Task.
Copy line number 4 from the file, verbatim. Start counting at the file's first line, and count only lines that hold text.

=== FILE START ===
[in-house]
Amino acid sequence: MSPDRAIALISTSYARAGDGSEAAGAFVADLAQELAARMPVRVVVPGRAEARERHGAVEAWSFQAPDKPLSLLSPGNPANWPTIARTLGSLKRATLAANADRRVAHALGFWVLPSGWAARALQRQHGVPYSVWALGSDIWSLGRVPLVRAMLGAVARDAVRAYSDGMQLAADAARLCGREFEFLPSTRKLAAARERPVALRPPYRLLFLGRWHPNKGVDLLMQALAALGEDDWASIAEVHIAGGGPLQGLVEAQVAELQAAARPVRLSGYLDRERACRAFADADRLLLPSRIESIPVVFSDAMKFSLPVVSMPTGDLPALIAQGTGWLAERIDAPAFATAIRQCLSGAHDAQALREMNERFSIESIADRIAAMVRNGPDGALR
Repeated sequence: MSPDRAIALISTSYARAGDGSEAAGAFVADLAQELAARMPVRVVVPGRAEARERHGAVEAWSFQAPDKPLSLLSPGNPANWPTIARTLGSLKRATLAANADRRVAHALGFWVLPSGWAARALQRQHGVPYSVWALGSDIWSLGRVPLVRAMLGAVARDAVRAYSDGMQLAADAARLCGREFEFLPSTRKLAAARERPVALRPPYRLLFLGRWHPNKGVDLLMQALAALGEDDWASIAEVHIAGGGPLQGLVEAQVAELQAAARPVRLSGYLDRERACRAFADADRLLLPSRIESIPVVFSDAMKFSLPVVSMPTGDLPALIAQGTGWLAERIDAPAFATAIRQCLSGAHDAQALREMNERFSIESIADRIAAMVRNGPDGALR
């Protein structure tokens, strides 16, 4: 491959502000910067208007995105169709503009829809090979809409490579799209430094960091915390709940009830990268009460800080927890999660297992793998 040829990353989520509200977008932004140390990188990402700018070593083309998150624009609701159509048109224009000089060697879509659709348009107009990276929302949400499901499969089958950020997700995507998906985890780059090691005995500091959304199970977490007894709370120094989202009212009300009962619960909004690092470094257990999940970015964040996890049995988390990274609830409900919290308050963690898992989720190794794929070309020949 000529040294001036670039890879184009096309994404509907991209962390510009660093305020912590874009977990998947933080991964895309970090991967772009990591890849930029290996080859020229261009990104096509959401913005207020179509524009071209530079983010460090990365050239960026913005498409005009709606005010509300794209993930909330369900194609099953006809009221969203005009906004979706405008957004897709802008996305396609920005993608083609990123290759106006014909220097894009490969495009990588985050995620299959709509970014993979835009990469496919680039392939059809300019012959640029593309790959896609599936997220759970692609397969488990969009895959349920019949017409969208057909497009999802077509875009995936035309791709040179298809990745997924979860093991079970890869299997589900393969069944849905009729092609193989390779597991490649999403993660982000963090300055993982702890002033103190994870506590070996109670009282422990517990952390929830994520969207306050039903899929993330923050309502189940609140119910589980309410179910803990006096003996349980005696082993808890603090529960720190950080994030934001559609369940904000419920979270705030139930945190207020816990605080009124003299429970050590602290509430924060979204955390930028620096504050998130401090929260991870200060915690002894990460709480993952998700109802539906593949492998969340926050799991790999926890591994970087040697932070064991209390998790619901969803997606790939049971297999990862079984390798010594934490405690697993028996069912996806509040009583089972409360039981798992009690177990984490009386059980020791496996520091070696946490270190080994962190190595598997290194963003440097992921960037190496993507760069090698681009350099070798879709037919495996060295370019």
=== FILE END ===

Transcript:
């Protein structure tokens, strides 16, 4: 491959502000910067208007995105169709503009829809090979809409490579799209430094960091915390709940009830990268009460800080927890999660297992793998 040829990353989520509200977008932004140390990188990402700018070593083309998150624009609701159509048109224009000089060697879509659709348009107009990276929302949400499901499969089958950020997700995507998906985890780059090691005995500091959304199970977490007894709370120094989202009212009300009962619960909004690092470094257990999940970015964040996890049995988390990274609830409900919290308050963690898992989720190794794929070309020949 000529040294001036670039890879184009096309994404509907991209962390510009660093305020912590874009977990998947933080991964895309970090991967772009990591890849930029290996080859020229261009990104096509959401913005207020179509524009071209530079983010460090990365050239960026913005498409005009709606005010509300794209993930909330369900194609099953006809009221969203005009906004979706405008957004897709802008996305396609920005993608083609990123290759106006014909220097894009490969495009990588985050995620299959709509970014993979835009990469496919680039392939059809300019012959640029593309790959896609599936997220759970692609397969488990969009895959349920019949017409969208057909497009999802077509875009995936035309791709040179298809990745997924979860093991079970890869299997589900393969069944849905009729092609193989390779597991490649999403993660982000963090300055993982702890002033103190994870506590070996109670009282422990517990952390929830994520969207306050039903899929993330923050309502189940609140119910589980309410179910803990006096003996349980005696082993808890603090529960720190950080994030934001559609369940904000419920979270705030139930945190207020816990605080009124003299429970050590602290509430924060979204955390930028620096504050998130401090929260991870200060915690002894990460709480993952998700109802539906593949492998969340926050799991790999926890591994970087040697932070064991209390998790619901969803997606790939049971297999990862079984390798010594934490405690697993028996069912996806509040009583089972409360039981798992009690177990984490009386059980020791496996520091070696946490270190080994962190190595598997290194963003440097992921960037190496993507760069090698681009350099070798879709037919495996060295370019």